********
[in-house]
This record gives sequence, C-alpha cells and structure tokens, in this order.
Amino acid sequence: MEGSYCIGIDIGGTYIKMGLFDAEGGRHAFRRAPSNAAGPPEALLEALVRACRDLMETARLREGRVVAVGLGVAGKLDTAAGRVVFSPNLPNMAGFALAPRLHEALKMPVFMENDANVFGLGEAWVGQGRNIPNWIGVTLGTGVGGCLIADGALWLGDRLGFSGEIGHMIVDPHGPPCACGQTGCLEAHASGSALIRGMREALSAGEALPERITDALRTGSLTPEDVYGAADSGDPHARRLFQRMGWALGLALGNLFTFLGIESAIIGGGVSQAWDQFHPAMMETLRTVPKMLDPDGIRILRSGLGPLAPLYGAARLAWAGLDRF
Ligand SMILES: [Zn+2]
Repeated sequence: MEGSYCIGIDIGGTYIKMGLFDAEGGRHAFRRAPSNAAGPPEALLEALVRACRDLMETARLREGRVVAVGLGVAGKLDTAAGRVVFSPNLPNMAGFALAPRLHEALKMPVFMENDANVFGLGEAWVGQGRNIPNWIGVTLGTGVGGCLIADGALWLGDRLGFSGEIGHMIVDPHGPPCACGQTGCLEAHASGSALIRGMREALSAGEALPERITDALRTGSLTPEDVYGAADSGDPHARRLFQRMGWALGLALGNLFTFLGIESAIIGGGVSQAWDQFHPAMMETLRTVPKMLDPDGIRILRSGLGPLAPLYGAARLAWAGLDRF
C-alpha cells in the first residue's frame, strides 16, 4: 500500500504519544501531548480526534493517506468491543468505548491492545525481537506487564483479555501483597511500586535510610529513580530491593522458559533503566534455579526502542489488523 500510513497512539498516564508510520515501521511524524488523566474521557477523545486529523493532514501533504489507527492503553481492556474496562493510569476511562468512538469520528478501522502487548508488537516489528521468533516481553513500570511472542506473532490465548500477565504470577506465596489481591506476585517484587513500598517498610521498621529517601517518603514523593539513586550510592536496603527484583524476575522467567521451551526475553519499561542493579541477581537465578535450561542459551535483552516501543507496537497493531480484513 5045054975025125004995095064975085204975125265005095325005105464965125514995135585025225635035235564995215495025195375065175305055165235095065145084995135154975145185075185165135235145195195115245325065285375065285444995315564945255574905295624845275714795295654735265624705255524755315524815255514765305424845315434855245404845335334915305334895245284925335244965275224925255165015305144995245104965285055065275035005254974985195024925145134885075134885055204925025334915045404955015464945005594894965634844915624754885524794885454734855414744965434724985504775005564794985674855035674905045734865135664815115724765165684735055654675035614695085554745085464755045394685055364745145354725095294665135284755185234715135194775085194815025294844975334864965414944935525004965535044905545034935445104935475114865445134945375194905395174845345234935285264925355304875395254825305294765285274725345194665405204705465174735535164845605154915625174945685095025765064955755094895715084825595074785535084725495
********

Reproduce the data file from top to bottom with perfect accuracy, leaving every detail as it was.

[in-house]
This record gives sequence, C-alpha cells and structure tokens, in this order.
Amino acid sequence: MEGSYCIGIDIGGTYIKMGLFDAEGGRHAFRRAPSNAAGPPEALLEALVRACRDLMETARLREGRVVAVGLGVAGKLDTAAGRVVFSPNLPNMAGFALAPRLHEALKMPVFMENDANVFGLGEAWVGQGRNIPNWIGVTLGTGVGGCLIADGALWLGDRLGFSGEIGHMIVDPHGPPCACGQTGCLEAHASGSALIRGMREALSAGEALPERITDALRTGSLTPEDVYGAADSGDPHARRLFQRMGWALGLALGNLFTFLGIESAIIGGGVSQAWDQFHPAMMETLRTVPKMLDPDGIRILRSGLGPLAPLYGAARLAWAGLDRF
Ligand SMILES: [Zn+2]
Repeated sequence: MEGSYCIGIDIGGTYIKMGLFDAEGGRHAFRRAPSNAAGPPEALLEALVRACRDLMETARLREGRVVAVGLGVAGKLDTAAGRVVFSPNLPNMAGFALAPRLHEALKMPVFMENDANVFGLGEAWVGQGRNIPNWIGVTLGTGVGGCLIADGALWLGDRLGFSGEIGHMIVDPHGPPCACGQTGCLEAHASGSALIRGMREALSAGEALPERITDALRTGSLTPEDVYGAADSGDPHARRLFQRMGWALGLALGNLFTFLGIESAIIGGGVSQAWDQFHPAMMETLRTVPKMLDPDGIRILRSGLGPLAPLYGAARLAWAGLDRF
C-alpha cells in the first residue's frame, strides 16, 4: 500500500504519544501531548480526534493517506468491543468505548491492545525481537506487564483479555501483597511500586535510610529513580530491593522458559533503566534455579526502542489488523 500510513497512539498516564508510520515501521511524524488523566474521557477523545486529523493532514501533504489507527492503553481492556474496562493510569476511562468512538469520528478501522502487548508488537516489528521468533516481553513500570511472542506473532490465548500477565504470577506465596489481591506476585517484587513500598517498610521498621529517601517518603514523593539513586550510592536496603527484583524476575522467567521451551526475553519499561542493579541477581537465578535450561542459551535483552516501543507496537497493531480484513 5045054975025125004995095064975085204975125265005095325005105464965125514995135585025225635035235564995215495025195375065175305055165235095065145084995135154975145185075185165135235145195195115245325065285375065285444995315564945255574905295624845275714795295654735265624705255524755315524815255514765305424845315434855245404845335334915305334895245284925335244965275224925255165015305144995245104965285055065275035005254974985195024925145134885075134885055204925025334915045404955015464945005594894965634844915624754885524794885454734855414744965434724985504775005564794985674855035674905045734865135664815115724765165684735055654675035614695085554745085464755045394685055364745145354725095294665135284755185234715135194775085194815025294844975334864965414944935525004965535044905545034935445104935475114865445134945375194905395174845345234935285264925355304875395254825305294765285274725345194665405204705465174735535164845605154915625174945685095025765064955755094895715084825595074785535084725495